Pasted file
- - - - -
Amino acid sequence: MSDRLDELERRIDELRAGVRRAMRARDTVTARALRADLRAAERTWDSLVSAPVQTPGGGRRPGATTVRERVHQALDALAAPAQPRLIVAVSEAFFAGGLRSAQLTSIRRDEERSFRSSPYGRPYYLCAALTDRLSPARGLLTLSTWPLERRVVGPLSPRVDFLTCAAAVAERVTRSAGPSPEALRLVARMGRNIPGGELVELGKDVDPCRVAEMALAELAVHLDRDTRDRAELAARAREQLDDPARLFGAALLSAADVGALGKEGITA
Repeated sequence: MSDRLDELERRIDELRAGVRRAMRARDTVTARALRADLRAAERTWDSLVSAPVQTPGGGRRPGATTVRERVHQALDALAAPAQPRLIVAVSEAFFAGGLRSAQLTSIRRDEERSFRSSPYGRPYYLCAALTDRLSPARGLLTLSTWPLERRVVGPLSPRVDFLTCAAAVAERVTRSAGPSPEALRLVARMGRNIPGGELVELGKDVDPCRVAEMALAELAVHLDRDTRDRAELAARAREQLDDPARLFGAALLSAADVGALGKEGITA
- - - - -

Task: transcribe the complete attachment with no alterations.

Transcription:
Amino acid sequence: MSDRLDELERRIDELRAGVRRAMRARDTVTARALRADLRAAERTWDSLVSAPVQTPGGGRRPGATTVRERVHQALDALAAPAQPRLIVAVSEAFFAGGLRSAQLTSIRRDEERSFRSSPYGRPYYLCAALTDRLSPARGLLTLSTWPLERRVVGPLSPRVDFLTCAAAVAERVTRSAGPSPEALRLVARMGRNIPGGELVELGKDVDPCRVAEMALAELAVHLDRDTRDRAELAARAREQLDDPARLFGAALLSAADVGALGKEGITA
Repeated sequence: MSDRLDELERRIDELRAGVRRAMRARDTVTARALRADLRAAERTWDSLVSAPVQTPGGGRRPGATTVRERVHQALDALAAPAQPRLIVAVSEAFFAGGLRSAQLTSIRRDEERSFRSSPYGRPYYLCAALTDRLSPARGLLTLSTWPLERRVVGPLSPRVDFLTCAAAVAERVTRSAGPSPEALRLVARMGRNIPGGELVELGKDVDPCRVAEMALAELAVHLDRDTRDRAELAARAREQLDDPARLFGAALLSAADVGALGKEGITA